North Korea has tested an undersea nuclear attack device capable of triggering a “massive radioactive tsunami”.

According to the North Korean news agency, Kim Jong-un oversaw the tests.

North Korea said on Friday it had tested an unmanned underwater nuclear attack device capable of triggering a “radioactive tsunami” and blamed US-South Korea military exercises for destabilizing regional security.

This week, Pyongyang also conducted military maneuvers, including testing a new underwater nuclear-powered missile launcher, North Korea’s state news agency KCNA reported.

“This submarine nuclear attack device can be placed on any coast or port or towed by a surface ship,” KCNA reported.

The purpose of the device, he added, was to “stealth penetrate operational waters and create a large-scale radioactive tsunami … to destroy enemy naval strike groups and key operational ports.”

North Korean leader Kim Jong-un personally oversaw the tests, KCNA reported. On Wednesday, Pyongyang also launched strategic cruise missiles “equipped with a test warhead simulating a nuclear warhead,” the agency said.

However, some analysts questioned North Korea’s claims.

“The idea that Pyongyang has a nuclear-capable submarine warship should be viewed with skepticism,” said Leif-Erik Eisley, a professor at Ewha University in Seoul.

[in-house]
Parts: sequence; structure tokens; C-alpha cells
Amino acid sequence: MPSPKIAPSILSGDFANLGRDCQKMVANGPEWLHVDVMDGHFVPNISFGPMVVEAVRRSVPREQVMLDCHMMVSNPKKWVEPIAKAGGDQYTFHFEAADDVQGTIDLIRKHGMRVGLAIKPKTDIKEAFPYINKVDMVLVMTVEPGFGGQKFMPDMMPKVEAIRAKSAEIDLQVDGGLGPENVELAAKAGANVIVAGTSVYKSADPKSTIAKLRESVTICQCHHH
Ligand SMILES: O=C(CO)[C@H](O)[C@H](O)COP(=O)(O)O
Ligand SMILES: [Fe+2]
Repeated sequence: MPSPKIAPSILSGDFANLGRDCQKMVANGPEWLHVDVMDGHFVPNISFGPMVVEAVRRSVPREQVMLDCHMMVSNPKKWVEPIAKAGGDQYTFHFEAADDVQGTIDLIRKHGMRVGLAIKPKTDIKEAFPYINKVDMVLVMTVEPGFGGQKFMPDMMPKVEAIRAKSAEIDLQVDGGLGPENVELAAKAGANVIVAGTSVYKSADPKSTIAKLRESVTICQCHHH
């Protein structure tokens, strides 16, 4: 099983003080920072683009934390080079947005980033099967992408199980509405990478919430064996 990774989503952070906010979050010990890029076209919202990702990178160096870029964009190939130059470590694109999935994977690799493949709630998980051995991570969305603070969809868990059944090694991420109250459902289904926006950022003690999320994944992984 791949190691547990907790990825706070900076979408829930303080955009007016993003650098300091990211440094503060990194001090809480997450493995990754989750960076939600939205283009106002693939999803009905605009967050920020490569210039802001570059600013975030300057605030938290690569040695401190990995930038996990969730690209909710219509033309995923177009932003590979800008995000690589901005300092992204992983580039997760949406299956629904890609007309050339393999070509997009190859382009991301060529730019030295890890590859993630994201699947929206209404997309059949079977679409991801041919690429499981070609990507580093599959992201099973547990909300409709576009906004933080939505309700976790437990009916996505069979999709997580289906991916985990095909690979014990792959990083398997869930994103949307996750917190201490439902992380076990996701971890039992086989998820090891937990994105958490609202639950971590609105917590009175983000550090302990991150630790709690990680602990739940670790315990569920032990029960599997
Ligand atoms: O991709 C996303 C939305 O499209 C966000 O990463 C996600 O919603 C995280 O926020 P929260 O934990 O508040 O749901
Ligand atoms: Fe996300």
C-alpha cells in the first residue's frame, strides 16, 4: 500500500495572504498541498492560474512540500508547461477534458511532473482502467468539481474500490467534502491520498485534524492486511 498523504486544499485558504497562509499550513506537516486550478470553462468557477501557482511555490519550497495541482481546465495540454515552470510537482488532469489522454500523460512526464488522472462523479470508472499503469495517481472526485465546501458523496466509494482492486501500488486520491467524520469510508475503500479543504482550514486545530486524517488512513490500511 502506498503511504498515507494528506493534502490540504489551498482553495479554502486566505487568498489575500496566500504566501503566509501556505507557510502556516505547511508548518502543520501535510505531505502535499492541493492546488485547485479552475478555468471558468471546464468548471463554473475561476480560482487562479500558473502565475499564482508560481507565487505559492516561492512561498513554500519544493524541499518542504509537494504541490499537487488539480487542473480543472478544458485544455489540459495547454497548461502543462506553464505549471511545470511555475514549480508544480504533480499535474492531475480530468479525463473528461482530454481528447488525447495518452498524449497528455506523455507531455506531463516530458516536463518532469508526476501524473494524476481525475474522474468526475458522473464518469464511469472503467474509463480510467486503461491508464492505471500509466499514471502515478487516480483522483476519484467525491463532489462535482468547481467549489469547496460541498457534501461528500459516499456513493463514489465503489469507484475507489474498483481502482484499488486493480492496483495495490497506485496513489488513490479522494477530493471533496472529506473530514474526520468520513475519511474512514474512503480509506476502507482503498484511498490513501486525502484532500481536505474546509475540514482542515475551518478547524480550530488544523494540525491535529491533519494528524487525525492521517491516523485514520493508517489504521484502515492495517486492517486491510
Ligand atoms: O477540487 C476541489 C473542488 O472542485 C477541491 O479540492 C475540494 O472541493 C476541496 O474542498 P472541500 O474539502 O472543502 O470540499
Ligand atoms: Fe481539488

In a post on the social network Twitter, American researcher Ankit Panda did not rule out the allegation of the experiment as “an attempt to deceive / psychological manipulation”.

However, Cheong Seong-chang of the Sejong Institute told Agence France-Presse that the allegation was “shocking”.

If true, it is difficult to see how Seoul could respond to such an incredible new weapon from North Korea that could completely destroy South Korea’s main operational ports,” he said.

Seoul says North Korea will pay for reckless provocations

South Korea’s president vowed that North Korea would “pay for its reckless provocations”, hours after Pyongyang announced it had conducted tests of a new type of underwater nuclear attack device.

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Yoon Suk-yeol speaks at a memorial service for 55 sailors killed in the Yellow Sea in 2002 during the so-called Second Yongpyeong War, and following a 2010 torpedo fired by a North Korean submarine against the corvette Cheonan.

“North Korea is advancing day by day with nuclear weapons and carrying out provocations with unprecedented intensity,” Yoon said, speaking at a cemetery in Daejeon, 139 kilometers south of Seoul.

“Our government and military will dramatically strengthen South Korea’s three-pronged system in the face of missile advances and provocations from the North, and strengthen defense cooperation with the United States and Japan.”

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